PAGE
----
A threaded rod 164 with a crank handle 165 is rotatably mounted in, and axially restricted by, a collar bearing 166 at the lever end of link rod 25, and is threadedly engaged with an ear 167 on the slidable bracket for axially adjusting the position of bracket 159 on the link rod 25 to adjust the relative positions of the speed and angle controls when arm 160 and lever 158 are in contact, with the lever 53 clamped in a predetermined position.

The desired relative adjustment is obtained by first clamping the lever 53 in some definite position by means ofclamp 162, after adjusting both controls to reach the desired target area with a low speed ball. Then while retaining the lever 24 stationary, preferably by clamping it in that position, the bracket 159 is adjusted by turning the crank handle 165 until arm 160 just contacts lever 158. Then the lever 24 may be moved to increase the speed of throw of the ball any amount, and the angle of throw will be automatically reduced a proportionate amount to maintain trajectory of the succeeding balls in the target area. Thus, a simple manipulation of the speed control lever 24 will thereafter automatically adjust the corresponding angle of elevation of the pitch to hit the target area with any speed of pitch. It has been found that this type of interconnection can be made very sensitive and accurate in maintaining the correct relations between the controls so as to maintain average errors in placing successive balls in the same target area of the order of less than six inches, for pitching over home base from the pitchers position on a standard ball diamond.

While a portable type machine is here illustrated, it is to be understood that portability is not required in places such as amateur practice fields, where the machine may be permanently installed, and in many such cases, a ball tank or reservoir common to a number of machines may be arranged to feed balls to each one.

Also, while one specific form and arrangement of parts are here shown, for purposes of illustration, many obvious modifications therein may be made without departing from the spirit and scope of this invention, as defined in the appended claims.

For example, the machine may be adapted to pitching soft-ball, and may in that event be made to throw underhand, i.e. by a reverse rotation of the throwing arm, and a release of the ball therefrom during the lower swing of its rotation.

Furthermore, different values of rotational speed of the arm and its radial length may be selected to obtain desirable linear speeds of the released missile, be it baseball, soft-ball, mortar shell, or any other guided or unguided missile.

The primary advantages of this machine have already been mentioned, but itis well to repeat that the arrangeamazes meat of parts and methods of operation used are such hat were? a wra y s m Lat the ile stead, an e 9 a svatiq and d i may h tained. n the controls maybe so correl ted that the angle may be aaw aa aau adiasteiatt to adi fiaa 'Qfthe an ra 'tai saaa ivt i ii s l s th at different speedsmn same target area.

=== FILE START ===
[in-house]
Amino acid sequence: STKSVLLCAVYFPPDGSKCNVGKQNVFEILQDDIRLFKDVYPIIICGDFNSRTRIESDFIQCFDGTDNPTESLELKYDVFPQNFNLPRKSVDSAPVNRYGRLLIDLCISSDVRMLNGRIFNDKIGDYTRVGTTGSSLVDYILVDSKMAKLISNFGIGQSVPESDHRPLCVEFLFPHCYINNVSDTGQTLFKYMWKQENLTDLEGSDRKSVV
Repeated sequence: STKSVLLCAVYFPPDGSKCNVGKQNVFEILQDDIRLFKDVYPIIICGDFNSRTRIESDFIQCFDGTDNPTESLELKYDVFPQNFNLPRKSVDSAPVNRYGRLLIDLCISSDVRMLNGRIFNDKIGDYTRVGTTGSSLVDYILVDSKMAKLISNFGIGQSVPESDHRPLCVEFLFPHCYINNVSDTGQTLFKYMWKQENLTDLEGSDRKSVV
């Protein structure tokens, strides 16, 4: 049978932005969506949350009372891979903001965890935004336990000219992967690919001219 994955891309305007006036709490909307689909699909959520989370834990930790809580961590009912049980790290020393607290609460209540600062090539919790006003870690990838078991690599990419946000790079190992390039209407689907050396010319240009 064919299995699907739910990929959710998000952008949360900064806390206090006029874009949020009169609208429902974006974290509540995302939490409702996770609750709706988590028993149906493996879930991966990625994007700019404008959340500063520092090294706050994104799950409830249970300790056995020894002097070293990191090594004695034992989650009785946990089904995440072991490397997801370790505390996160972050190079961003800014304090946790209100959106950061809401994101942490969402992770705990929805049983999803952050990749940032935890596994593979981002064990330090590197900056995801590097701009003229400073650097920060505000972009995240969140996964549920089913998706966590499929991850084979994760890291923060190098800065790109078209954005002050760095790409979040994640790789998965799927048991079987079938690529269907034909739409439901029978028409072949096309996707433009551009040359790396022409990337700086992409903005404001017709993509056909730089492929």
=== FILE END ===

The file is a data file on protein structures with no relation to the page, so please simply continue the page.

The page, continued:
' The machine be finely balanced both dynamically and statically to reduce shock and cons equently wear to a min mum,

hat s claimed. is;

1- A. ball. n sz zia ataqhinegqia risiaa a ow radi extending and continuously rotating, and substantially balanced pitching arm, rotating in a vertical plane on a horizontal axis of rotation and having an axial opening in its side for the reception of a ball into the hollow of the arm, said hollow forming a guide passage for the centrifugally driven ball to the radial extremity of said arm, means at said extremity for absorbing the radial impact of said ball, releasable stop means adjacent said impact absorbing means for receiving said ball from said impact absorbing means and releasing the ball for a free flight pitch from said extremity at a predetermined point in its orbit to determine the precise angle of the pitch, trigger means having a tripping lever at the side of said arm for releasing said stop means, a striker pin angularly adjustable about said axis and extendable into the path of said tripping lever to operate said trigger means at a precise angle within the range of its angular adjustment, said impact absorbing means for said ball comprising an outer end wall for said guide passage, said end wall being slightly inclined toward said adjacent stop means.

2. A base-ball pitching machine, comprising a hollow, radially extending, continuously rotating and substantially dynamically balanced pitching arm, rotating in a vertical plane on a horizontal axis of rotation and having an axial opening in its side for the reception of a ball into the radial hollow of the arm, said hollow forming a guide passage for the ball to the radial extremity of said arm, a deflector in said opening to displace the ball radially into said hollow, means at said extremity comprising an outer end wall for said guide passage for absorbing the radial impact of the centrifugal momentum of said ball, releasable stop means adjacent said impact absorbing means for receiving said ball from said impact absorbing means, said end wall being inclined toward said stop means, and means for releasing the ball for a free flight from said extremity at a predetermined point in its orbit, to determine the precise angle of elevation of the pitch, said releasing means comprising trigger means having a tripping lever at the side of said arm for releasing said stop means and a striker pin angularly about said axis and extendible into the path of said tripping lever to operate said tripping lever at a precise angle within a range of its angular adjustment.